Respect in Security, an organization that recently launched a campaign, published research that confirmed the fact that harassment and abuse are common among security professionals. The research also revealed that a third (33%) of security professionals have experienced harassment at work, online or at events. The question now is: Will 50 cybersecurity companies sign a pledge for a safe workplace?
Research by Respect in Security reveals how much abuse and harassment there is
Respect in Security was established in order to assist victims and to coordinate an industry response. Anyone who is open to it can see the harassment of women online. Respect in Security’s research revealed that cybersecurity professionals have fallen prey to the abuse both online and in person. There was a clear split in genders according to Respect in Security.
In-person harassment was dominated by work socials at 48%. Next came at the workplace at 47%, and industry events at 36%. Online abuse is a topic that was highlighted by the study. 44% of all cases were reported on Twitter while 37% occurred via email.
While 82% said their employer had anti-harassment policy, only 45% thought that these policies could be improved to ensure everyone is aware of unacceptable behaviour. In fact, 42% of those questioned said that transparency was needed in dealing with these cases. 16% would not even report such incidents.
Respect in Security is an initiative that aims to be a catalyst for positive change. Lisa Forte, Rik Ferguson and Rik Smith were my co-founders.
They did it because they wanted to diversify the industry.
After a long career that started with helping Somali pirates to land off Somalia’s coast, Lisa founded Red Goat Cyber Security in 2017. She says, “I moved on to one of the UK Counter-Terrorism Intelligence Units and then into one of UK Police Cyber Crime Units.”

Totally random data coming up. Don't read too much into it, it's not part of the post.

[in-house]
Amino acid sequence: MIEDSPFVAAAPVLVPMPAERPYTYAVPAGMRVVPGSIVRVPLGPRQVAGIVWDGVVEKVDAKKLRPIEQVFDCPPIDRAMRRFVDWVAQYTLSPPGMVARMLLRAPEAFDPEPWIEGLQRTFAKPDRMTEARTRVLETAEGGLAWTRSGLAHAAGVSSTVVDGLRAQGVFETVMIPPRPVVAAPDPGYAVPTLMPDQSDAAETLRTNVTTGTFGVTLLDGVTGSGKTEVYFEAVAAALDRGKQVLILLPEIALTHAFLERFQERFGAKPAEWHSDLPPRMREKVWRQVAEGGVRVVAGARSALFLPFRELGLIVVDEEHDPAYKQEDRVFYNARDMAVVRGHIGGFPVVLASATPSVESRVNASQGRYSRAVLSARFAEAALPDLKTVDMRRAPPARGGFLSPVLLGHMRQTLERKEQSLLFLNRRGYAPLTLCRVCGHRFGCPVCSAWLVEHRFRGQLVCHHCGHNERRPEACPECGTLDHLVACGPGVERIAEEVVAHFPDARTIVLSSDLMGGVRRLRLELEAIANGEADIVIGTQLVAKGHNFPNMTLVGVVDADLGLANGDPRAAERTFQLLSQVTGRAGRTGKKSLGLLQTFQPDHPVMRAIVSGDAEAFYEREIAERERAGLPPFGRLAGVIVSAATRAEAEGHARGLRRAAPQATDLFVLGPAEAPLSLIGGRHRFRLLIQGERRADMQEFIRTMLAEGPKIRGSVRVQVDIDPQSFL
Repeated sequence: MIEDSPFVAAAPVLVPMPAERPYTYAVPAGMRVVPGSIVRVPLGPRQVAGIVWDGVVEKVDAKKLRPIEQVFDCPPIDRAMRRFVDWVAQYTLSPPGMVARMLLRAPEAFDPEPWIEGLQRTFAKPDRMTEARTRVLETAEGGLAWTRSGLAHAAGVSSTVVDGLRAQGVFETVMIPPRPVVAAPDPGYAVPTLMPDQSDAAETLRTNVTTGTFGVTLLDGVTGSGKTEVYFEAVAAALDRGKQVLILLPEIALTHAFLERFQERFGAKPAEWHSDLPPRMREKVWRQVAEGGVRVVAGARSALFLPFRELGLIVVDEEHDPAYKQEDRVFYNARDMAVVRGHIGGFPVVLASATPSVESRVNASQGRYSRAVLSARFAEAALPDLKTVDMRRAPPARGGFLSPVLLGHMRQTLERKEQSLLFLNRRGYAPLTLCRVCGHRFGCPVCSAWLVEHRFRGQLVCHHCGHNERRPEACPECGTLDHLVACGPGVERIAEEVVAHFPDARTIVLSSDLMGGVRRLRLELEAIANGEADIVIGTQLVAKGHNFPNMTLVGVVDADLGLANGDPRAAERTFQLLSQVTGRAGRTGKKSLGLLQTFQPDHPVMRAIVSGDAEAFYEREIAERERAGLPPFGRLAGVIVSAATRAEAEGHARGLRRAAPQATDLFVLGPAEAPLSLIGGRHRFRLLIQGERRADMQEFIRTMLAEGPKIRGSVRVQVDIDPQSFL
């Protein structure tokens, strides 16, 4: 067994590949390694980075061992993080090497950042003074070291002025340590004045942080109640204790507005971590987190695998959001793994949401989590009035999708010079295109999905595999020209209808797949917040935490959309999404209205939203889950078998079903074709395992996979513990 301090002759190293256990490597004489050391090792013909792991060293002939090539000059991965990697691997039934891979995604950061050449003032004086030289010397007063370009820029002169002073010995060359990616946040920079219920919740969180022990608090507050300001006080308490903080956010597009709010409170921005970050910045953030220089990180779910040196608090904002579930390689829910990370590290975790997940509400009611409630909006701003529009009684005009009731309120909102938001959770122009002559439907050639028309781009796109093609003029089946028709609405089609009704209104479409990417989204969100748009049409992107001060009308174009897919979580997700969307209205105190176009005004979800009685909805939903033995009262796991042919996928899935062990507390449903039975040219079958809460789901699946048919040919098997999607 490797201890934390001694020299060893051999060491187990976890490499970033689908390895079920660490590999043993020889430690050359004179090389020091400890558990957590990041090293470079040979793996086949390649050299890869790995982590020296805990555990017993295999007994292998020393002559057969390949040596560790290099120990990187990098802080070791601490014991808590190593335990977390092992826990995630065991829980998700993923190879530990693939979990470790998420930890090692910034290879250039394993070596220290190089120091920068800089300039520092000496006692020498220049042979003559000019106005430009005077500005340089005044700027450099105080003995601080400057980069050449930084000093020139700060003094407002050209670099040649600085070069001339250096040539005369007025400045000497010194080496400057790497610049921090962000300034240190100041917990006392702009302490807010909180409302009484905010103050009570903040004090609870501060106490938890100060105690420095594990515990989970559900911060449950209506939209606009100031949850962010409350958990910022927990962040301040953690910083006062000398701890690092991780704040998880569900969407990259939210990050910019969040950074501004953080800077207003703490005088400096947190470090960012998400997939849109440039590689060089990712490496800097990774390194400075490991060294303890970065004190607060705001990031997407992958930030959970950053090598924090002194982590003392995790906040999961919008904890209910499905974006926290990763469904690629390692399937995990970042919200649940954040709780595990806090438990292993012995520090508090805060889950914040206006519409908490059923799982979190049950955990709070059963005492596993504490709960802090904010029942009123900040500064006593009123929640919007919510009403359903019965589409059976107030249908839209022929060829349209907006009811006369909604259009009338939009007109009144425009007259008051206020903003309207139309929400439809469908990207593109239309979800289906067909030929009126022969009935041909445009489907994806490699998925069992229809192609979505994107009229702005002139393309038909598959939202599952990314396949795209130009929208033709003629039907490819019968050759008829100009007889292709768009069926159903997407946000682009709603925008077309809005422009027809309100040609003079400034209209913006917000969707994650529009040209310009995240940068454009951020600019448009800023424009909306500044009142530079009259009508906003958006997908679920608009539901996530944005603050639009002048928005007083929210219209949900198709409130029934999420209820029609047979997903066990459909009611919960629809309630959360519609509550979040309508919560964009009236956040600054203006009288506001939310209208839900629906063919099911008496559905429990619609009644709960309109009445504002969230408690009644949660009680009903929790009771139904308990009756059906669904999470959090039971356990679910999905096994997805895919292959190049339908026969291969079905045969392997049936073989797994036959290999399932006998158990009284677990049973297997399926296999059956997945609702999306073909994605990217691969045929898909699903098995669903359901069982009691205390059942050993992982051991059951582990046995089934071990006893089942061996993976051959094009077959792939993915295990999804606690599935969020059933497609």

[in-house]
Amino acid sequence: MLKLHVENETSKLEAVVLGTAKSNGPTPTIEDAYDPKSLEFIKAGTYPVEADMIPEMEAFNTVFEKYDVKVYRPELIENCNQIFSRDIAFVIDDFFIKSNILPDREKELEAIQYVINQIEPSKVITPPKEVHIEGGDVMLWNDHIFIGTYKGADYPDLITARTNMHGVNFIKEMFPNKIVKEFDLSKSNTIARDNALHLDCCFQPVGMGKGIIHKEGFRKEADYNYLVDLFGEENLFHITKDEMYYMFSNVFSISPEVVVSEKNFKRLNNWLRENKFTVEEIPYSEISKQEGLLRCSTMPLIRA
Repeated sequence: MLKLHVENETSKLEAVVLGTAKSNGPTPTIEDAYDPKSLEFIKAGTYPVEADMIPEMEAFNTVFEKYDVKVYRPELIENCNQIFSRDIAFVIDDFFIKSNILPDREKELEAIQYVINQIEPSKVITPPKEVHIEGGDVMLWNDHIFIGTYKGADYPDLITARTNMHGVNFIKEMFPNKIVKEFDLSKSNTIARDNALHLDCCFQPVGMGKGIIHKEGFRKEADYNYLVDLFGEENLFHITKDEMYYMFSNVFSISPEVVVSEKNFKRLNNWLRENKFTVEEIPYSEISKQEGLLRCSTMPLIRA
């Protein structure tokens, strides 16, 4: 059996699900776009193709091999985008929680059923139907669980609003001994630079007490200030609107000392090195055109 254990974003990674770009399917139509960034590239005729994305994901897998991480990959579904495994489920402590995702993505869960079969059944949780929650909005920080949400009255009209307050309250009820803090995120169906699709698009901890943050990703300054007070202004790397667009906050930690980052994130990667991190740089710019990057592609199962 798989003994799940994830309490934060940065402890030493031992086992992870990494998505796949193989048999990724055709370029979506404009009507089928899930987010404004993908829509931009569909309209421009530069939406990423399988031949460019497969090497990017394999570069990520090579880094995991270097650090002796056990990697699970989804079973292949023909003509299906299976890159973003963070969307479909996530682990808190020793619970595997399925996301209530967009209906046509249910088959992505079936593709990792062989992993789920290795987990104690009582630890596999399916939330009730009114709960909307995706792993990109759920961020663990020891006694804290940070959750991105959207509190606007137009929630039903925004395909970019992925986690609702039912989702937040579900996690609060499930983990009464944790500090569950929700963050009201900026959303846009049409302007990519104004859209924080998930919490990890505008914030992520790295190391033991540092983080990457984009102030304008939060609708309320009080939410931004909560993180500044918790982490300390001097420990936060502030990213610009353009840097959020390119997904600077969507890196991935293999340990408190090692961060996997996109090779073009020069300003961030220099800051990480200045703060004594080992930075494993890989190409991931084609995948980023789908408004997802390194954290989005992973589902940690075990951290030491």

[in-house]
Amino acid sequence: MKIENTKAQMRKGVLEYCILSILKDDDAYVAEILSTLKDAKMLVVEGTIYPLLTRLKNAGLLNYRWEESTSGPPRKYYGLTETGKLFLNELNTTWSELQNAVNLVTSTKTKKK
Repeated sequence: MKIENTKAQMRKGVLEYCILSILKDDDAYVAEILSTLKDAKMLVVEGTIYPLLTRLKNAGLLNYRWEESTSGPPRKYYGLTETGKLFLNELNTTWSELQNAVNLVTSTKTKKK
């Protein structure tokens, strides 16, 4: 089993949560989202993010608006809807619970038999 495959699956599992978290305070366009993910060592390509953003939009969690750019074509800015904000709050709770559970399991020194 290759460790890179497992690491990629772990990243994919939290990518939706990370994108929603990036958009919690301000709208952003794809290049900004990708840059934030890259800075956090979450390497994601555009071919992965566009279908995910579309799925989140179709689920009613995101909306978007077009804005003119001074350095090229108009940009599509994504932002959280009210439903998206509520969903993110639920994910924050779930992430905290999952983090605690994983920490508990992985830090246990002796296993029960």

Rik’s journey to become Trend Micro’s vice-president for security research was a different one. He says that he started as a helpdesk operator in 1994 and has steadily progressed, gaining experience, certifications, and more.
They share a mutual admiration of those who helped them in their journey. Lisa focuses on social engineering pioneer Christopher Hadnagy, and Have I Been Pwned founding founder Troy Hunt. Lisa tells me that these gentlemen are not only incredible mentors, but have also given me plenty of their time without any public praise, awards, or recognition. It was their desire to help others and make the industry better.
Rik said that it was a blessing to have had “impressive mentors and bosses” who have helped him. Even the most prominent people in our industry, Rik is open to sharing their knowledge and experience.
Cybersecurity community: The dark side
Rik said that cybersecurity professionals are subject to “dehumanizing demeaning and insidious harass that saps self confidence” and that this can lead to them withdrawing from speaking slots and questioning their self-worth.